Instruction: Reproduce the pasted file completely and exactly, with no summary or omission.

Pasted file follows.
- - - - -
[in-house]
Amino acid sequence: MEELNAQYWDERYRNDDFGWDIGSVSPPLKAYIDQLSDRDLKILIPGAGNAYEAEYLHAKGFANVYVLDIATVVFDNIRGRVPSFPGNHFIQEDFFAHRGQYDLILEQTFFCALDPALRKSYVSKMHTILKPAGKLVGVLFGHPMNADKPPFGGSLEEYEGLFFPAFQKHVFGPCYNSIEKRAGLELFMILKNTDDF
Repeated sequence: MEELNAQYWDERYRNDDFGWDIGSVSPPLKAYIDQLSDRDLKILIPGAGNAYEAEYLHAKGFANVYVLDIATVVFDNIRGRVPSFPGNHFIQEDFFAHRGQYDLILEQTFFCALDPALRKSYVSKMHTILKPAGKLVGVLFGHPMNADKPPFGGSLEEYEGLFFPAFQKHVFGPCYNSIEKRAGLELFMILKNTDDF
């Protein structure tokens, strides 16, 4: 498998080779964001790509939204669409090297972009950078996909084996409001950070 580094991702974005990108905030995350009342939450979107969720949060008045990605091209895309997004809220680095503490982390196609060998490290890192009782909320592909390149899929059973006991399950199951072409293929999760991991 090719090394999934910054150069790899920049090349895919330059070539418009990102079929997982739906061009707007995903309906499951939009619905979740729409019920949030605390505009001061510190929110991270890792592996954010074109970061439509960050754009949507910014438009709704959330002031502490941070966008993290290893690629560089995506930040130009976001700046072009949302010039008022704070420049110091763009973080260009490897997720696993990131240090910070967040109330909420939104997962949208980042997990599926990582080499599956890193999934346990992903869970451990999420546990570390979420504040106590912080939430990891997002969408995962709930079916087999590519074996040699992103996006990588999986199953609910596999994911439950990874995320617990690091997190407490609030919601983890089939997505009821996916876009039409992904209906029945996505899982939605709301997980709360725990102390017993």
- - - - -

[in-house]
Amino acid sequence: MEELNAQYWDERYRNDDFGWDIGSVSPPLKAYIDQLSDRDLKILIPGAGNAYEAEYLHAKGFANVYVLDIATVVFDNIRGRVPSFPGNHFIQEDFFAHRGQYDLILEQTFFCALDPALRKSYVSKMHTILKPAGKLVGVLFGHPMNADKPPFGGSLEEYEGLFFPAFQKHVFGPCYNSIEKRAGLELFMILKNTDDF
Repeated sequence: MEELNAQYWDERYRNDDFGWDIGSVSPPLKAYIDQLSDRDLKILIPGAGNAYEAEYLHAKGFANVYVLDIATVVFDNIRGRVPSFPGNHFIQEDFFAHRGQYDLILEQTFFCALDPALRKSYVSKMHTILKPAGKLVGVLFGHPMNADKPPFGGSLEEYEGLFFPAFQKHVFGPCYNSIEKRAGLELFMILKNTDDF
């Protein structure tokens, strides 16, 4: 498998080779964001790509939204669409090297972009950078996909084996409001950070 580094991702974005990108905030995350009342939450979107969720949060008045990605091209895309997004809220680095503490982390196609060998490290890192009782909320592909390149899929059973006991399950199951072409293929999760991991 090719090394999934910054150069790899920049090349895919330059070539418009990102079929997982739906061009707007995903309906499951939009619905979740729409019920949030605390505009001061510190929110991270890792592996954010074109970061439509960050754009949507910014438009709704959330002031502490941070966008993290290893690629560089995506930040130009976001700046072009949302010039008022704070420049110091763009973080260009490897997720696993990131240090910070967040109330909420939104997962949208980042997990599926990582080499599956890193999934346990992903869970451990999420546990570390979420504040106590912080939430990891997002969408995962709930079916087999590519074996040699992103996006990588999986199953609910596999994911439950990874995320617990690091997190407490609030919601983890089939997505009821996916876009039409992904209906029945996505899982939605709301997980709360725990102390017993």